I still don't subscribe to the logic of selling two mechanically identical compact crossovers for the same price under two different brands, but I will admit that I like the Terrain a bit better than I did the Equinox. The beefy, blocky sheetmetal certainly has a more masculine image, which might appeal to people downsizing from something bigger and more truckish.
The Terrain, like its Chevrolet Equinox twin, feels considerably larger than other compact crossovers, attributable both to its actual size - six inches longer and roughly 300 pounds heavier than a Honda CR-V - and to its high beltline and thick A-pillars. The interior appears largely identical to the Chevy's, save for a darker color scheme, but is in any event more stylish and interesting than what you'll find in most non-GM competitors. I was a bit put off at first by the lack of a navigation screen for $33,840, but I soon remembered that with OnStar, one can get turn-by-turn directions beamed right to the radio without having to fuss with entering a destination while driving. Still an underrated feature, I think.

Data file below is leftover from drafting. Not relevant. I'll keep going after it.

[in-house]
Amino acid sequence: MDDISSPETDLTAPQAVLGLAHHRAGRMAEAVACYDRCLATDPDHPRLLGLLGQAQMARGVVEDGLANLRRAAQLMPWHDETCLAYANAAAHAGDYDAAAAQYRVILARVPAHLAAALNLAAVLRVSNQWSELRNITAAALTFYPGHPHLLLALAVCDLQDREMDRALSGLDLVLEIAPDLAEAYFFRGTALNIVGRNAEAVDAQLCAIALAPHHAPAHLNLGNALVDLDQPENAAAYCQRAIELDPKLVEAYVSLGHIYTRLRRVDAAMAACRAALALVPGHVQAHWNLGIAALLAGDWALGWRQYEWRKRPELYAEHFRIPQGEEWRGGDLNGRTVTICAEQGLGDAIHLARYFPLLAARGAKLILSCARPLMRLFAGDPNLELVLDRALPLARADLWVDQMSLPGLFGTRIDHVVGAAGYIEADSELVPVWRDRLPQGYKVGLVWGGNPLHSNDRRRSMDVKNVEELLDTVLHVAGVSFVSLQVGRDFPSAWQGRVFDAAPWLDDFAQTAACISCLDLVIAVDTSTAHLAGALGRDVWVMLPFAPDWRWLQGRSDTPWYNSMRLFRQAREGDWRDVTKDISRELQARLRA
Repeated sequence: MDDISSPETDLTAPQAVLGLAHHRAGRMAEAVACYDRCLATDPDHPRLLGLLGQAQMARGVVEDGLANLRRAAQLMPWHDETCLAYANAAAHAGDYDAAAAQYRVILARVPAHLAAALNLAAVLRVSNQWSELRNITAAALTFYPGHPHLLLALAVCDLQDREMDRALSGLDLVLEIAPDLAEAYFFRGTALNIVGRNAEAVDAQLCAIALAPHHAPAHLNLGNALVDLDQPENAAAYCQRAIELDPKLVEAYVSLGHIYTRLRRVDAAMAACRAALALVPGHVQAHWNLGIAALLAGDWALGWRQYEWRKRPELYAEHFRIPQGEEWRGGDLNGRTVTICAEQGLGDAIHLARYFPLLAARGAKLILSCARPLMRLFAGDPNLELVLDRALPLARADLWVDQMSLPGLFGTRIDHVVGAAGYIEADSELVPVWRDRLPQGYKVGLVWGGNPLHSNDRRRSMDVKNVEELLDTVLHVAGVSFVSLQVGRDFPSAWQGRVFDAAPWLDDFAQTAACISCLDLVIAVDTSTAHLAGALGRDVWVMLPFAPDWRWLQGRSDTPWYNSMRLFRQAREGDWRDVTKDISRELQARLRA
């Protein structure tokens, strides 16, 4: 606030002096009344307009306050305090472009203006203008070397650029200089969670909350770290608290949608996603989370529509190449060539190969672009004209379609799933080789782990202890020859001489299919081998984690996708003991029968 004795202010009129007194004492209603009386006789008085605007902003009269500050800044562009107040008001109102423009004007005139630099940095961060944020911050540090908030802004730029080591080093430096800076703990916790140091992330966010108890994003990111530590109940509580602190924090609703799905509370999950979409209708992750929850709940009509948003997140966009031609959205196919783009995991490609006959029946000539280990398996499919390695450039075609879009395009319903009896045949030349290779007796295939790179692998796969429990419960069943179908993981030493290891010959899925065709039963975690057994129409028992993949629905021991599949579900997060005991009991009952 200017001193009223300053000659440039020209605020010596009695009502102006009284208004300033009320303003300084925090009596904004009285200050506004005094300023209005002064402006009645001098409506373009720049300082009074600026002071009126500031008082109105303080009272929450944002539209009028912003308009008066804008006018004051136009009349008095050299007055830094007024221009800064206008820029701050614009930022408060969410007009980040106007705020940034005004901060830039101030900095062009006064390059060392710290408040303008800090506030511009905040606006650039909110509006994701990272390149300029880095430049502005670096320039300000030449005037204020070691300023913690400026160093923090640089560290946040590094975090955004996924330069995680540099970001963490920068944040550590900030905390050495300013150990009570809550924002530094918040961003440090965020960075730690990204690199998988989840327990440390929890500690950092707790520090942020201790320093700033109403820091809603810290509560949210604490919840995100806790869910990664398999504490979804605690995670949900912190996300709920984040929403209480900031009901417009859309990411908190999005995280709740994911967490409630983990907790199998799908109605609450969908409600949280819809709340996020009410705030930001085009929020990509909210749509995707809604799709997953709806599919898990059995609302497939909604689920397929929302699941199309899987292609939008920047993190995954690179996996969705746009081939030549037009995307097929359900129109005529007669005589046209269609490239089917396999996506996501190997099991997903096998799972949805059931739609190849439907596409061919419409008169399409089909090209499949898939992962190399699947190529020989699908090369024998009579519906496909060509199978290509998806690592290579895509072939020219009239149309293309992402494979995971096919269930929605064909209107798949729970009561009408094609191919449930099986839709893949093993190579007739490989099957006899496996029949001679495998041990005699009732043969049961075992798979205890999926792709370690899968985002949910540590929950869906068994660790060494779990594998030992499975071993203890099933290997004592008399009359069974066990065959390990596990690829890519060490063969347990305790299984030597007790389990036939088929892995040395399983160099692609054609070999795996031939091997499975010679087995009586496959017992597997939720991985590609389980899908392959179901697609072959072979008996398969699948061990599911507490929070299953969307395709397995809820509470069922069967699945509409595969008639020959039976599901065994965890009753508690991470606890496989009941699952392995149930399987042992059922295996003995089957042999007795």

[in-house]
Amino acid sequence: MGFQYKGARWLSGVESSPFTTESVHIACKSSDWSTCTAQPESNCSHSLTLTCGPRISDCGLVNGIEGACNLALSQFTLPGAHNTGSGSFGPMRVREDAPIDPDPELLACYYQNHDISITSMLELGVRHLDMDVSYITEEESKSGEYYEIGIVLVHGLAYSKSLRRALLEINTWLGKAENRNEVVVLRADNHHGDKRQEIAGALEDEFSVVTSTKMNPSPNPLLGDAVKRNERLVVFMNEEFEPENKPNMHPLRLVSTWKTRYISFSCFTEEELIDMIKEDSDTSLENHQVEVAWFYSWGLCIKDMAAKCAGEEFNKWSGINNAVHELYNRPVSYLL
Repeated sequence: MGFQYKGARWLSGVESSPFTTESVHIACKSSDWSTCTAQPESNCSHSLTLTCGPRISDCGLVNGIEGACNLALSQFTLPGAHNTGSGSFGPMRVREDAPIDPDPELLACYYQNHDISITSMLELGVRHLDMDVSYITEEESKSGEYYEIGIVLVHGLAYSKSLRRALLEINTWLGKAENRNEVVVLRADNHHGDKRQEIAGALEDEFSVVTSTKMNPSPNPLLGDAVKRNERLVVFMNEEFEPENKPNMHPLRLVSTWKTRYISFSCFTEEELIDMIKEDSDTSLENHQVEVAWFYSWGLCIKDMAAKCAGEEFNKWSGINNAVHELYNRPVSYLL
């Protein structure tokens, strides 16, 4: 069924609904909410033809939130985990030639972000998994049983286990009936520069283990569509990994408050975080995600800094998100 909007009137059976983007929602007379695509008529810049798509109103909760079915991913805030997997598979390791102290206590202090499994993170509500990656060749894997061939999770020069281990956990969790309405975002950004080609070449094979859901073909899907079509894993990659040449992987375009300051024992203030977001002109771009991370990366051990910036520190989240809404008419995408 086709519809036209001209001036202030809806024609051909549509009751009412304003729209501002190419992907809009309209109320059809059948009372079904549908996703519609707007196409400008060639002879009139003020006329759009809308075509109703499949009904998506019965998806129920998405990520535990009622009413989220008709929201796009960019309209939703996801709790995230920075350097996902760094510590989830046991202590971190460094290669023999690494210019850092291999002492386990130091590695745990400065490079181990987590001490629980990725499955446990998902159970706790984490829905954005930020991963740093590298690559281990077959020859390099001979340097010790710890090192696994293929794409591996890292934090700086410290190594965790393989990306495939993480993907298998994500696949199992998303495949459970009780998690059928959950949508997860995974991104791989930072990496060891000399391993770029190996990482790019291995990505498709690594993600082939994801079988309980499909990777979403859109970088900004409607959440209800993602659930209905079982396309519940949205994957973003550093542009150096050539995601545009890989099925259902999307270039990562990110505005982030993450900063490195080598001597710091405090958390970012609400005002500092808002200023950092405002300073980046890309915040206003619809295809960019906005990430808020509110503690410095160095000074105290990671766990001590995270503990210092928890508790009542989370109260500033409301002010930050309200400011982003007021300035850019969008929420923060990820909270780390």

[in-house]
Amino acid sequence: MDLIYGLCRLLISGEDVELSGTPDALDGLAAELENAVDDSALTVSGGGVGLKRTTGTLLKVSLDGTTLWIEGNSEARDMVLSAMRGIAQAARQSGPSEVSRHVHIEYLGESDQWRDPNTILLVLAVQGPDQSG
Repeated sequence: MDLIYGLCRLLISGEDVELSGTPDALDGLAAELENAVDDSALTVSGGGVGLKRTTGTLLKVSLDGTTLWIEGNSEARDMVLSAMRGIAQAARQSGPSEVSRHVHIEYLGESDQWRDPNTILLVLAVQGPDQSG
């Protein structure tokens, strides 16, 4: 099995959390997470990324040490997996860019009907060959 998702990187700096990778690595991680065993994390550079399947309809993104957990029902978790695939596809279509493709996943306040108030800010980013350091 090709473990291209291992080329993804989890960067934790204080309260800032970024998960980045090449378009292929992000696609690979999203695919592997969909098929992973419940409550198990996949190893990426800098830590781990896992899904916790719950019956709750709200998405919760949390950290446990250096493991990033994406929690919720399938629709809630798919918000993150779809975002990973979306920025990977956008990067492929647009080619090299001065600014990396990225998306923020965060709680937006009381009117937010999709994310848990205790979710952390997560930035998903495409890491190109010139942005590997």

One feature I don't appreciate, unfortunately, is this 3.0-liter V-6. For the extra cost and whopping 5-mpg penalty in highway fuel economy versus the base four-cylinder, this light-on-torque V-6 doesn't provide all that much improvement in drivability and is thrashy to boot. The last-generation Equinox/Pontiac Torrent was available with the 3.6-liter V-6, which seems to make much more sense.
David Zenlea, Assistant Editor